Master Sommeliers are often multitaskers. Some play championship chess, others skydive, or paint, or cycle competitively. But Ronan Sayburn must be the only one who speaks Dwarvish. “I used to be able to translate the runes in Tolkien,” Sayburn tells me.
Sayburn runs the wine programme at London’s 67 Pall Mall, as well as his own RS Wine Academy. For the past year he’s been a reassuring, barrel-chested presence on 67’s Zoom programme – the club pivoted rapidly at the beginning of the UK lockdown last March and within days was running dozens of masterclasses – and he expects to be travelling again as soon as the club’s new outposts in Singapore and Bordeaux open. He’s also anchoring the soon-to-launched 67 Pall Mall TV, which will report on the world of wine from London, Bordeaux and Singapore.
One of only 214 Master Sommeliers in the world, a winner of the fiendishly difficult UK Sommelier of the Year competition as well as a clutch of other major awards, Sayburn has worked at the highest level in some of the UK’s top restaurant groups for the past two decades. He’s also crammed more diverse experience into his 51 years than most of his peers on the international wine circuit.
An ultra-marathon runner (the 52-mile version) he’s a nine-times veteran of the Médoc Marathon – an event made even more gruelling by the fact that competitors have to stop for wine and canapés at the châteaux they pass through. Sayburn is also a qualified scuba-diving instructor, having spent 18 months salvaging World War II wrecks off the coast of Thailand, an occupation he describes as so dangerous that “one little thing snowballs rapidly into you dying, basically”.
Brought up in Scarborough, he got the hospitality bug after a stint as a cook-cleaner-receptionist in a local pub, which “kind of diverted” him from the career in geology he’d been planning. Catering college led to restaurant manager positions, “but it was wine that fascinated me.” Happening on an article about sommelier and hotelier Gerard Basset he wrote to him for advice, and was pointed to Le Manoir aux Quat’Saisons, where he was offered a trial. “And all of a sudden, little Ronan from Yorkshire was sitting next to Raymond Blanc at staff lunch. My mind was blown.”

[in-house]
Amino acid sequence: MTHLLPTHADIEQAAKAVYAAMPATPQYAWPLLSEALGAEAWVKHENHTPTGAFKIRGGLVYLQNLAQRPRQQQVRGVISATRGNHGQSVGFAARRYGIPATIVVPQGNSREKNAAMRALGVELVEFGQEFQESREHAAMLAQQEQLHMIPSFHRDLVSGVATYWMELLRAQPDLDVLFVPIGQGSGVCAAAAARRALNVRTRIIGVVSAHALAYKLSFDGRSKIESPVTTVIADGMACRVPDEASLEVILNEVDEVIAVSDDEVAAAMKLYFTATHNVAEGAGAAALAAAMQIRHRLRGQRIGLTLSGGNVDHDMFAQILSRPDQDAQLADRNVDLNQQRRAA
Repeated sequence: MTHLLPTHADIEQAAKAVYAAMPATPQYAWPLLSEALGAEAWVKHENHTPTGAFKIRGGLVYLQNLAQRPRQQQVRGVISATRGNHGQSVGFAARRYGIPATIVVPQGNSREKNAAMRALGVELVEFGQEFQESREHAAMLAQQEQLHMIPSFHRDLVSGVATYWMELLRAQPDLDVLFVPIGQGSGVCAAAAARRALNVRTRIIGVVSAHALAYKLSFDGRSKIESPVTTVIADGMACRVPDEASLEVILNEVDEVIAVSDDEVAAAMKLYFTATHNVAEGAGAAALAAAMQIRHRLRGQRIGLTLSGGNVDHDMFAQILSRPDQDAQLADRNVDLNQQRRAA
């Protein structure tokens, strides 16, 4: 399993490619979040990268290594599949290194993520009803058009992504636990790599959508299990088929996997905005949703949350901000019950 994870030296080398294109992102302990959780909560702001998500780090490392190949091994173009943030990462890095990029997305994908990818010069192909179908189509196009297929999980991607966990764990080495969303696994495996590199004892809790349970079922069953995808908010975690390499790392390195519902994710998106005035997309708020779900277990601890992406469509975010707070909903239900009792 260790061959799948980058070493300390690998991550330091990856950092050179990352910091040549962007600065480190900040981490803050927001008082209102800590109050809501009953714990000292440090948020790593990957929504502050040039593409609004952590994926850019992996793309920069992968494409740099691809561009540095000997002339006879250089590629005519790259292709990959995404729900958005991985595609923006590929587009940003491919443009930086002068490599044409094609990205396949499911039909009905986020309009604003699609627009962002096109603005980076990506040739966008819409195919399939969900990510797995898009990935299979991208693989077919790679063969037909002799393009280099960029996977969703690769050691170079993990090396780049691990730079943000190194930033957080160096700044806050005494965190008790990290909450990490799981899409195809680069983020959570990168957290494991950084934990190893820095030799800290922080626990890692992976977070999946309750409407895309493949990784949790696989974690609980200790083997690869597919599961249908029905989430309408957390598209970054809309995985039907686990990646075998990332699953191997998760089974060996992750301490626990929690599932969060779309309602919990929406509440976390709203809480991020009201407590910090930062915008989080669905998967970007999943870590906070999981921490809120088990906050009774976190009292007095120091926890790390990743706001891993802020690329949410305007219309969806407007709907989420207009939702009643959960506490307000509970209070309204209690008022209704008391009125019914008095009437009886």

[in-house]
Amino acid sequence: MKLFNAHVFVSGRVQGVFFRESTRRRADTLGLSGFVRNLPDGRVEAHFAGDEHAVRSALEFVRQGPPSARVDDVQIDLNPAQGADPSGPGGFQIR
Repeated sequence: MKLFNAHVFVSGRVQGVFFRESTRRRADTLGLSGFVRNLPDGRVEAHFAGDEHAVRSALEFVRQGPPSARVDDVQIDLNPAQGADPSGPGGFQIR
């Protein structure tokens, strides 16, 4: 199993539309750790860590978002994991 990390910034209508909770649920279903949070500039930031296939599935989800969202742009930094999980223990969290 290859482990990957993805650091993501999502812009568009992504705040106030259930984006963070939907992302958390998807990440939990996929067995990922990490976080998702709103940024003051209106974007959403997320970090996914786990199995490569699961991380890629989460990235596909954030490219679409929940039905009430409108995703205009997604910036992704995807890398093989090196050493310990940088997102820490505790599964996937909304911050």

Sayburn’s CV is now a roll call of famous and ground-breaking establishments. Le Manoir was followed by Pied à Terre, the Gordon Ramsay group (where he managed an international team of more than 60 sommeliers), The Greenhouse restaurant, the Hotel du Vin group and the Dorchester Collection. It was his eight-year stint with Ramsay that impacted him the most, however. “Working for Gordon meant 16-hour days,” he says. “I was starting at nine in the morning and finishing at three the following morning.”
These days, he’s content to work on his boxing skills (possibly brushing up on his Dwarvish at the same time), and continue to abide by a lesson he learned very early on: hard work pays off. Scroll down to read his complete Life Lessons…
What was your childhood ambition?
I wanted to be an architect. Instead, I signed up to go to the University of East Anglia to do a degree in geology, and I very nearly became a geologist. But that summer I got into catering with a part-time job working behind a bar in Scarborough. Then they asked me to go in the kitchen to do lunches – microwaving and deep-frying mostly. Then they asked me if I’d do the cleaning, so I ended up going in at seven in the morning, cleaning the place, stocking the bar, then going into the kitchen and doing lunches, staff meals, then a couple of hours on reception. It kind of diverted me from geology.
What do you know now that you wish you’d known when you were 21?
Hard work will pay off – but I think I must have known that at the time.
What exercise do you do?
I used to run a lot, but I do more weights and boxing these days. It’s just training – I’ve never been in the ring with anybody, although that might be fun. I know people who have done a lot of training and feel pretty confident, then they start sparring and it’s like Mike Tyson said: “Everyone has a plan until they get punched in the mouth.”